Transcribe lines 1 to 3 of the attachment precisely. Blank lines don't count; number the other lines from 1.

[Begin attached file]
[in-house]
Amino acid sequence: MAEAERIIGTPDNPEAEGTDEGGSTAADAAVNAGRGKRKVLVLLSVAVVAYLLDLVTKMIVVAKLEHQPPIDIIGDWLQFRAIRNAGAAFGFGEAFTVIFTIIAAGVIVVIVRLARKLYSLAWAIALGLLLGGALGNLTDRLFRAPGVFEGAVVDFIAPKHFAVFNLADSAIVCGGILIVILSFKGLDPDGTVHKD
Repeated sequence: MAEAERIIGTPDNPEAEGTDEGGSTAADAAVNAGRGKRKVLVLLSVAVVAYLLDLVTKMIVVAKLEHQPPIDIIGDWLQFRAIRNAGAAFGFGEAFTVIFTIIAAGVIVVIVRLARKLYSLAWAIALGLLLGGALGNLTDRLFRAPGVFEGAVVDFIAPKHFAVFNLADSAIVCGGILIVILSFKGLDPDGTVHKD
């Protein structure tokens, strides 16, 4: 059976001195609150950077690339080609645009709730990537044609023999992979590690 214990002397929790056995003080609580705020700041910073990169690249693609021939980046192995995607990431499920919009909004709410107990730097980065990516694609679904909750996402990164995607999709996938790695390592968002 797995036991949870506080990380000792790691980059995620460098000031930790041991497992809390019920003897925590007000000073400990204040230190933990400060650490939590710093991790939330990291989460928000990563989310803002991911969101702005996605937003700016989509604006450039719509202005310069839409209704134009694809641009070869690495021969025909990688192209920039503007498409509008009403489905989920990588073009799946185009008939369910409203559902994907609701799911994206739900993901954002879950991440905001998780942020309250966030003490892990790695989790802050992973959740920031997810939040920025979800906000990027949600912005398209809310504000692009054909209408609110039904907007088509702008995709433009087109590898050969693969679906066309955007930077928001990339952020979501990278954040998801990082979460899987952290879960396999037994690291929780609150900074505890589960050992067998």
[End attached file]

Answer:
[in-house]
Amino acid sequence: MAEAERIIGTPDNPEAEGTDEGGSTAADAAVNAGRGKRKVLVLLSVAVVAYLLDLVTKMIVVAKLEHQPPIDIIGDWLQFRAIRNAGAAFGFGEAFTVIFTIIAAGVIVVIVRLARKLYSLAWAIALGLLLGGALGNLTDRLFRAPGVFEGAVVDFIAPKHFAVFNLADSAIVCGGILIVILSFKGLDPDGTVHKD
Repeated sequence: MAEAERIIGTPDNPEAEGTDEGGSTAADAAVNAGRGKRKVLVLLSVAVVAYLLDLVTKMIVVAKLEHQPPIDIIGDWLQFRAIRNAGAAFGFGEAFTVIFTIIAAGVIVVIVRLARKLYSLAWAIALGLLLGGALGNLTDRLFRAPGVFEGAVVDFIAPKHFAVFNLADSAIVCGGILIVILSFKGLDPDGTVHKD